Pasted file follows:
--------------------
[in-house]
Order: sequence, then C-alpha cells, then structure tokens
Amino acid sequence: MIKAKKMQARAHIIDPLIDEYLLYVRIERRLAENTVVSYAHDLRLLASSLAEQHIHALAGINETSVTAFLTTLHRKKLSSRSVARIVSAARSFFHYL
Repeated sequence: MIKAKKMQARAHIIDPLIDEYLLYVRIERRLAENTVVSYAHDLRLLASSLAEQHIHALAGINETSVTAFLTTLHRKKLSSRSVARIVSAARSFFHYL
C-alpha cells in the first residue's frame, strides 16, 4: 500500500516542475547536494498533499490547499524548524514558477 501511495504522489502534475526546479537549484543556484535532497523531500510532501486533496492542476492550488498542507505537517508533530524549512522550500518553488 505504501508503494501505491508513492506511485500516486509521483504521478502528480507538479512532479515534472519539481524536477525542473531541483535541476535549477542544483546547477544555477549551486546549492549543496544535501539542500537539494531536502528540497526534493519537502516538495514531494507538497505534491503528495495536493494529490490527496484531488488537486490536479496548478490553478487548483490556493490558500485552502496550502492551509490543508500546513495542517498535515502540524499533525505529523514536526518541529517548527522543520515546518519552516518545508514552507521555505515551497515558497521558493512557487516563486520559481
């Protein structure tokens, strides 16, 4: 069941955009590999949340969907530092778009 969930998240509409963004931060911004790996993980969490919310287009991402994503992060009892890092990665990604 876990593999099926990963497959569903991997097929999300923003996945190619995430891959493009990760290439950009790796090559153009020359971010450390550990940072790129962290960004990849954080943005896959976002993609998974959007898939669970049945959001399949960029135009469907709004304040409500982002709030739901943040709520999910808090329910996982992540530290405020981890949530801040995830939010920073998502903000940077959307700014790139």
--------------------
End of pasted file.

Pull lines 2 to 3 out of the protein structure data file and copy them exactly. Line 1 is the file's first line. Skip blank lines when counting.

Order: sequence, then C-alpha cells, then structure tokens
Amino acid sequence: MIKAKKMQARAHIIDPLIDEYLLYVRIERRLAENTVVSYAHDLRLLASSLAEQHIHALAGINETSVTAFLTTLHRKKLSSRSVARIVSAARSFFHYL